Tkacik Group

Theoretical Biophysics and Neuroscience

How do networks built out of biological components – neurons, signaling molecules, genes, or even cooperating organisms – process information? In contrast to engineered systems, biological networks operate under strong constraints due to noise, limited energy, or specificity, yet nevertheless perform their functions reliably. The group uses biophysics and information theory to understand the principles and mechanisms behind this remarkable phenomenon.

How can cells in a multicellular organism reproducibly decide what tissue they are going to become? How do neurons in the retina cooperate to best encode visual information into neural spikes? How does the physics at the microscopic scale, which dictates how individual regulatory molecules interact with each other, constrain the kinds of regulatory networks that are observed in real organisms today, and how can such networks evolve? These are some of the questions addressed by the Tkačik group. About half of their time is dedicated to data-driven projects performed in close collaboration with experimentalists, and half on purely theoretical projects. Their goal is to develop theoretical ideas about biological network function and connect them to high-precision data.

Group Leader

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Current Projects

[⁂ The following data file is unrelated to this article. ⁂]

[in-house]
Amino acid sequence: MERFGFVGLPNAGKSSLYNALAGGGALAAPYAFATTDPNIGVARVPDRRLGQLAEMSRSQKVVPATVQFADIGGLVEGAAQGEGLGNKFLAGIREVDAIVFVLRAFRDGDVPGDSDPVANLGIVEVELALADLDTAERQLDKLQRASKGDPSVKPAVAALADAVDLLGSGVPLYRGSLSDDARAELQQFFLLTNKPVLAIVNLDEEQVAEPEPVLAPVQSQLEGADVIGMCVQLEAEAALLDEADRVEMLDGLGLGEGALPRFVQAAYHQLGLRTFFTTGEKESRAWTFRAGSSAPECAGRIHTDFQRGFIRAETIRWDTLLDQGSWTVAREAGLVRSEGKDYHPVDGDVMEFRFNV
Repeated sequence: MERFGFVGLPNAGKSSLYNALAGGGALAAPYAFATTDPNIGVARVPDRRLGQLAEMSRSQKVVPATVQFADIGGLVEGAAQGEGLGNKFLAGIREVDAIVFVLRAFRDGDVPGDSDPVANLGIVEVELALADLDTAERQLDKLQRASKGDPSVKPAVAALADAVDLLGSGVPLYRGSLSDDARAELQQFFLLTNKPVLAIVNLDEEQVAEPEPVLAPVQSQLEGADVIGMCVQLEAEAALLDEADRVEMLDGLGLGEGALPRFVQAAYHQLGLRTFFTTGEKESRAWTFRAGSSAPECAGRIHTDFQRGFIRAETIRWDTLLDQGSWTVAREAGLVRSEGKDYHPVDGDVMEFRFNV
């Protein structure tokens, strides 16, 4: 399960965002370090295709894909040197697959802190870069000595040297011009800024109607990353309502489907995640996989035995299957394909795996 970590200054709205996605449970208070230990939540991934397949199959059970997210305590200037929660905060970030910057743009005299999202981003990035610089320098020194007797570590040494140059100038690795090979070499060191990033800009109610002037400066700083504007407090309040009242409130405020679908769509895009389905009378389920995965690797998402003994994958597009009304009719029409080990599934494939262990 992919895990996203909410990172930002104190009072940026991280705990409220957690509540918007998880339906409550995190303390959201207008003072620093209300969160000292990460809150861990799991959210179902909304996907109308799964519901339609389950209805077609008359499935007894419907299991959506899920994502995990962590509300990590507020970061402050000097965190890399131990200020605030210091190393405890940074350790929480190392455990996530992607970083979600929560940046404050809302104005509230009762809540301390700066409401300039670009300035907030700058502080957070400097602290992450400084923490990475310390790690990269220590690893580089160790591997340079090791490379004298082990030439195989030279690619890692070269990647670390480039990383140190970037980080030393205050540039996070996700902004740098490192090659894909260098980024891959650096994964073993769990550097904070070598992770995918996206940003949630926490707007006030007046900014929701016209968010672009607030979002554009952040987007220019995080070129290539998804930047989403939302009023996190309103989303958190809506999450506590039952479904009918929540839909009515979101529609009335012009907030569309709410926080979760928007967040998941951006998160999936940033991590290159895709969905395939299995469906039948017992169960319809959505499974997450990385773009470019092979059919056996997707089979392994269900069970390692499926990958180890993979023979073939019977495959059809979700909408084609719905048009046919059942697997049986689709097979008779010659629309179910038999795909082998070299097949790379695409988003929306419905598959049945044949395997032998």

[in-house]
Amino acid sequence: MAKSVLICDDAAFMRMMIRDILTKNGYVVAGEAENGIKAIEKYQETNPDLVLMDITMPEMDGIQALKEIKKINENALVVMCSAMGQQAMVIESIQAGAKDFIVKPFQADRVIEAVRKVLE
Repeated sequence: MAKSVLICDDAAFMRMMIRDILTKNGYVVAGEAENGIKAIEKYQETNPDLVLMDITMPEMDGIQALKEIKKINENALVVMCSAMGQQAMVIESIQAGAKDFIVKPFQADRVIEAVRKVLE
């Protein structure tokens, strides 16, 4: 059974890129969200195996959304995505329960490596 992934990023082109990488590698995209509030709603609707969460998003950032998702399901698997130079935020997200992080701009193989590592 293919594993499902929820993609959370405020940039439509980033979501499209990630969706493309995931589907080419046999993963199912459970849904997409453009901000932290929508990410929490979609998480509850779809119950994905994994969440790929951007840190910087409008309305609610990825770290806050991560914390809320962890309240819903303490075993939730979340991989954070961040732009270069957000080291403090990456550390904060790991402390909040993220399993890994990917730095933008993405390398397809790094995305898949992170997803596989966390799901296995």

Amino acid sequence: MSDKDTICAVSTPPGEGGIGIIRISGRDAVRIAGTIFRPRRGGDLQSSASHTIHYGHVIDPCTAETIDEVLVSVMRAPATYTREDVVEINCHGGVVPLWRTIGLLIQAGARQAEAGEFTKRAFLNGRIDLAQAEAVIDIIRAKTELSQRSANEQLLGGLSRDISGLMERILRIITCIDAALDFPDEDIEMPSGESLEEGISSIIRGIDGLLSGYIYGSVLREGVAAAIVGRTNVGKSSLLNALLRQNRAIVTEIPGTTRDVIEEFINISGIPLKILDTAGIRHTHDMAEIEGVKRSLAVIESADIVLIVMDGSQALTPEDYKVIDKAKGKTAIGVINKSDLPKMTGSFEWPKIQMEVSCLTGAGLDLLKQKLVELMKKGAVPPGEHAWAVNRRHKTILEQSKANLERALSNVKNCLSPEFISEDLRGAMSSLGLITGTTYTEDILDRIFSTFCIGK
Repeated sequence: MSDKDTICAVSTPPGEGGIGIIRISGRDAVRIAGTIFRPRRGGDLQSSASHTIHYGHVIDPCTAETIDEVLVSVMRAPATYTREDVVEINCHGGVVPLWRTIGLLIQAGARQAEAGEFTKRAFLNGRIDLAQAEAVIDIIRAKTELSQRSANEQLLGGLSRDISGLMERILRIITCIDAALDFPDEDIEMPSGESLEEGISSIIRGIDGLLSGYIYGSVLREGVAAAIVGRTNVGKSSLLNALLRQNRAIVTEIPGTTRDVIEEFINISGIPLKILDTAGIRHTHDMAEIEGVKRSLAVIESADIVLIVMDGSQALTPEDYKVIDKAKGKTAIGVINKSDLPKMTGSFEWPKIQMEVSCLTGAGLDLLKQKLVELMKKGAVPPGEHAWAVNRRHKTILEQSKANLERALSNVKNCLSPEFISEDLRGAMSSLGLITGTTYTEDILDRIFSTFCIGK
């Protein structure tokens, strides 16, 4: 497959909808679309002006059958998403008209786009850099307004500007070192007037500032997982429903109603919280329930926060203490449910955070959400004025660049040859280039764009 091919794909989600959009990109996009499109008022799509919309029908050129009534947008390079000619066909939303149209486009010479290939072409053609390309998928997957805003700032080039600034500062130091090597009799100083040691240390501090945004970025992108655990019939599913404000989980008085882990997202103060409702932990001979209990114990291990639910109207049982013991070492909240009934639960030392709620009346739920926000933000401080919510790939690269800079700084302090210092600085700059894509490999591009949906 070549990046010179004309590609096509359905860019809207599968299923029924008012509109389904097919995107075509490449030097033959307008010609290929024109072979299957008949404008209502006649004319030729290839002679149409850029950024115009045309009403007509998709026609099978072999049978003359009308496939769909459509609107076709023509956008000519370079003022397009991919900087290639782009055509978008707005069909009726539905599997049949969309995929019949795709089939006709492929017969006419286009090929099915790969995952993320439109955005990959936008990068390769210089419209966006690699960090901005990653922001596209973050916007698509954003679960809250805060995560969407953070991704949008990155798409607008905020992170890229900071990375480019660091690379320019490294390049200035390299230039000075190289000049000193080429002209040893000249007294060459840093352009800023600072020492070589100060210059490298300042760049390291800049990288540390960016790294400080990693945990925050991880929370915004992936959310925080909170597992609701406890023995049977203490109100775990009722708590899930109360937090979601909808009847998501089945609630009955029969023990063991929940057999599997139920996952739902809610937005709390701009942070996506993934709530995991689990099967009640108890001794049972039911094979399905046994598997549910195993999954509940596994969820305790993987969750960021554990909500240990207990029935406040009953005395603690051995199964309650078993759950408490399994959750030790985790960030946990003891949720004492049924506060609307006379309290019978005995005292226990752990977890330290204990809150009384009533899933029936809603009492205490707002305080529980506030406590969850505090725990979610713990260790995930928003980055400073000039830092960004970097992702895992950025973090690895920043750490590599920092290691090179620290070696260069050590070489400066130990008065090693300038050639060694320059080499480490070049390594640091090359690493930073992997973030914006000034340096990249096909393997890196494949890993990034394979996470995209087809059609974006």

Visual encoding in the retina | Genetic regulation during early embryogenesis | Collective dynamics | Evolution of gene regulation


Prizak R. 2019. Coevolution of transcription factors and their binding sites in sequence space, IST Austria, 189p. View

Carballo-Pacheco M, Desponds J, Gavrilchenko T, Mayer A, Prizak R, Reddy G, Nemenman I, Mora T. 2019. Receptor crosstalk improves concentration sensing of multiple ligands. Physical Review E. 99(2), 022423. View

Mitosch K, Rieckh G, Bollenbach T. 2019. Temporal order and precision of complex stress responses in individual bacteria. Molecular systems biology. 15(2). View

Petkova MD, Tkacik G, Bialek W, Wieschaus EF, Gregor T. 2019. Optimal decoding of cellular identities in a genetic network. Cell. 176(4), 844–855.e15. View

De Martino D. 2019. Feedback-induced self-oscillations in large interacting systems subjected to phase transitions. Journal of Physics A: Mathematical and Theoretical. 52(4), 045002. View

View All Publications


since 2017 Professor, IST Austria
2011 – 2016 Assistant Professor, IST Austria
2008 – 2010 Postdoc, University of Pennsylvania, Philadelphia, USA
2007 Postdoc, Princeton University, USA
2007 PhD, Princeton University, USA

Selected Distinctions

2018 HFSP Grant
2012 HFSP Grant
2003 Burroughs-Wellcome Fellowship, Princeton University
2002 Golden Sign of the University of Ljubljana

Additional Information

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